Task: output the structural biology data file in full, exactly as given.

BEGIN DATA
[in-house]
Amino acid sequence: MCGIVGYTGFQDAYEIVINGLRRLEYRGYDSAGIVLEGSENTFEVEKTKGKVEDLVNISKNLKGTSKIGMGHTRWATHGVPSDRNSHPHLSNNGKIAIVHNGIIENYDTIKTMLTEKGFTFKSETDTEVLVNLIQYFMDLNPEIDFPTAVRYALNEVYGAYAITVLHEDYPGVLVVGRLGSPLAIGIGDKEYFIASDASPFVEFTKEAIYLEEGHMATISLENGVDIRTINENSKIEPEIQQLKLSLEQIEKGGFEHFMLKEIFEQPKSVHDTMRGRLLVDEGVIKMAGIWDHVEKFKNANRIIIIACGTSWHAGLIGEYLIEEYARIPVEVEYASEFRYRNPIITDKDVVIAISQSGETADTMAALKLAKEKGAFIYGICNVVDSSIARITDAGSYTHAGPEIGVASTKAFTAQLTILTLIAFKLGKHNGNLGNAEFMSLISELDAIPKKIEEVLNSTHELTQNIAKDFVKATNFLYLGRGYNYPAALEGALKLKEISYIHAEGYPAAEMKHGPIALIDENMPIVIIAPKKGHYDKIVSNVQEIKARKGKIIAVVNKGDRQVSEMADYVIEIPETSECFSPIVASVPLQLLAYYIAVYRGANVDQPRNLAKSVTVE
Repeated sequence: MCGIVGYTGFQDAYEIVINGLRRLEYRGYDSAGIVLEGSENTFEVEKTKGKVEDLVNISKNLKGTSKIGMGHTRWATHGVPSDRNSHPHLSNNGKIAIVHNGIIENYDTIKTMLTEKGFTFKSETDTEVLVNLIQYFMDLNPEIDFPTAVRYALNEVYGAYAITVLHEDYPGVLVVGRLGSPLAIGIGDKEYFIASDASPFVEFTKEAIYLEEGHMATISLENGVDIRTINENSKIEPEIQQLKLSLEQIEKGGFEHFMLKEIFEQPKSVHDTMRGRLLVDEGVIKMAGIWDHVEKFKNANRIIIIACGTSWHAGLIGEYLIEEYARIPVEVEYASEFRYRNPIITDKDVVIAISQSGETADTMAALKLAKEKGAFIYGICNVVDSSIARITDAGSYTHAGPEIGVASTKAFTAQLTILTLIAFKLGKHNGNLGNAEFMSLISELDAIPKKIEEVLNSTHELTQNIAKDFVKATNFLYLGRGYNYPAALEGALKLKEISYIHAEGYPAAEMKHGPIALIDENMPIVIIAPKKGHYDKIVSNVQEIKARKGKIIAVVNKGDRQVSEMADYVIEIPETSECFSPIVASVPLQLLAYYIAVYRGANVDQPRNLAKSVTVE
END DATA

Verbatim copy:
[in-house]
Amino acid sequence: MCGIVGYTGFQDAYEIVINGLRRLEYRGYDSAGIVLEGSENTFEVEKTKGKVEDLVNISKNLKGTSKIGMGHTRWATHGVPSDRNSHPHLSNNGKIAIVHNGIIENYDTIKTMLTEKGFTFKSETDTEVLVNLIQYFMDLNPEIDFPTAVRYALNEVYGAYAITVLHEDYPGVLVVGRLGSPLAIGIGDKEYFIASDASPFVEFTKEAIYLEEGHMATISLENGVDIRTINENSKIEPEIQQLKLSLEQIEKGGFEHFMLKEIFEQPKSVHDTMRGRLLVDEGVIKMAGIWDHVEKFKNANRIIIIACGTSWHAGLIGEYLIEEYARIPVEVEYASEFRYRNPIITDKDVVIAISQSGETADTMAALKLAKEKGAFIYGICNVVDSSIARITDAGSYTHAGPEIGVASTKAFTAQLTILTLIAFKLGKHNGNLGNAEFMSLISELDAIPKKIEEVLNSTHELTQNIAKDFVKATNFLYLGRGYNYPAALEGALKLKEISYIHAEGYPAAEMKHGPIALIDENMPIVIIAPKKGHYDKIVSNVQEIKARKGKIIAVVNKGDRQVSEMADYVIEIPETSECFSPIVASVPLQLLAYYIAVYRGANVDQPRNLAKSVTVE
Repeated sequence: MCGIVGYTGFQDAYEIVINGLRRLEYRGYDSAGIVLEGSENTFEVEKTKGKVEDLVNISKNLKGTSKIGMGHTRWATHGVPSDRNSHPHLSNNGKIAIVHNGIIENYDTIKTMLTEKGFTFKSETDTEVLVNLIQYFMDLNPEIDFPTAVRYALNEVYGAYAITVLHEDYPGVLVVGRLGSPLAIGIGDKEYFIASDASPFVEFTKEAIYLEEGHMATISLENGVDIRTINENSKIEPEIQQLKLSLEQIEKGGFEHFMLKEIFEQPKSVHDTMRGRLLVDEGVIKMAGIWDHVEKFKNANRIIIIACGTSWHAGLIGEYLIEEYARIPVEVEYASEFRYRNPIITDKDVVIAISQSGETADTMAALKLAKEKGAFIYGICNVVDSSIARITDAGSYTHAGPEIGVASTKAFTAQLTILTLIAFKLGKHNGNLGNAEFMSLISELDAIPKKIEEVLNSTHELTQNIAKDFVKATNFLYLGRGYNYPAALEGALKLKEISYIHAEGYPAAEMKHGPIALIDENMPIVIIAPKKGHYDKIVSNVQEIKARKGKIIAVVNKGDRQVSEMADYVIEIPETSECFSPIVASVPLQLLAYYIAVYRGANVDQPRNLAKSVTVE